Fay Hallam – Corona (Cargo)
By Matthew Chin-Quee
Following a recent collaboration with The Bongolian, Fay Hallam’s Corona offers a softer, more intimate sound to her discography. Being a big enthusiast of Brazilian MPB and Bossa Nova, I appreciate Fay Hallam’s efforts to pay homage to the sound that helped to define popular music of the 1960’s.
I am always weary when artists attempt to recreate a sound that preceded them, and much of the time the success is dependent on the attention to detail of the producer, who in this case is Fay Hallam herself. The first track “Se Mi Ami” is recognizable as a Bossa Nova tune, but the production compresses the sound so much that it borders on muzak. The timing doesn’t swing, there is clear use of Midi Bass and strings, and it doesn’t offer the lush majestic sound pioneered by that producers and musicians that inspired her.
It comes off more as a parody of bossa nova than authentic, and can be felt on all of the tracks that try to emulate the sound, which is unfortunately more than half of the album. Fortunately some of these missteps can be forgiven by Fay’s voice, which has a sultry, atmospheric quality that paints a unique color over every track, and at least on this album was very reminiscent of Sade (just listen to “Hang on to Your Love” or “Smooth Operator” and you’ll see what I’m talking about).
I think that the production style is consistent for the majority of the album which, although fairly eclectic, doesn’t quite hit the mark much of the time and has a sound that feels sterile, especially on the bossa tracks. There are definitely some highlights like “1000 Blue Ribbons” which is both haunting and lyrically transcendent, and “Without A Smile”, a somber track which slowly builds on itself to several emotional crescendos and is the best example of the dynamism of Fay Hallam’s voice. As a producer, Fay Hallam would benefit from erring more on the side of fusion as she did on her previous effort, taking inspirations and implementing more stylistic choices that define her own unique musicality; the strongest moments of “Corona” come on the compositions that veer from the nostalgic theme of the album. What she has been able to achieve as a producer and arranger is impressive, but at least on this effort her ambitions seemed to be diminished by her resources. I think that there is a better album hidden here that could be liberated by a more capable producer or perhaps a bigger budget that would allow for more organic arrangements, and a more nuanced mix.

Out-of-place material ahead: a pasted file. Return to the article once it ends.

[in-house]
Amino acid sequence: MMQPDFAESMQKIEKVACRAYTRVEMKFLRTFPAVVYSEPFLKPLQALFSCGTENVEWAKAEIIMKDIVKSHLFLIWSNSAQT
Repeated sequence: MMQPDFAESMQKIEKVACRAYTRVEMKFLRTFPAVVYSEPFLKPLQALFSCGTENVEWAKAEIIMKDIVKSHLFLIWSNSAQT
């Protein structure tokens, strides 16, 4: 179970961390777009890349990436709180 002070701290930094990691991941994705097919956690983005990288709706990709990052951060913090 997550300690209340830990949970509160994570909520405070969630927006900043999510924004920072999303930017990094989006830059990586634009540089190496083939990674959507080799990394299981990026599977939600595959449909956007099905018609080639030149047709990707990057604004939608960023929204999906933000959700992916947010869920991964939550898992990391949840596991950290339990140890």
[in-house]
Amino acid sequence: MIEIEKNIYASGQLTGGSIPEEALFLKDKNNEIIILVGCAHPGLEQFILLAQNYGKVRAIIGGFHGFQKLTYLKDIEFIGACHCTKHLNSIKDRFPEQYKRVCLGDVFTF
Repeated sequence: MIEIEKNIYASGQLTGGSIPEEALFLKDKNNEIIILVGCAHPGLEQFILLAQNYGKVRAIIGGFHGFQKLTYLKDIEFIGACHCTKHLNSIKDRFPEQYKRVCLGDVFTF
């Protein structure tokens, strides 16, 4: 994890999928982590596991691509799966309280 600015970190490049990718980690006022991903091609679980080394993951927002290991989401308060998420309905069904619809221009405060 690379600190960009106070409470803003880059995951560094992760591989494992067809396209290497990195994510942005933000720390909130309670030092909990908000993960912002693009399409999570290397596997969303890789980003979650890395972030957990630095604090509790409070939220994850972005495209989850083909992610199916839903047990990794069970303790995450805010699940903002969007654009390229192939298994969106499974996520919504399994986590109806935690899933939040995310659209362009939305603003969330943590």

Corona is an uneven effort, but shows signs of promise. I think that Fay Hallam has a bright future as an artist, and I look forward to seeing how she continues to develop and hone her style on her future efforts.
*If you’re interested in hearing a classic Bossa Nova album, take a listen to Elis & Tom, which is unequivocally the quintessential one.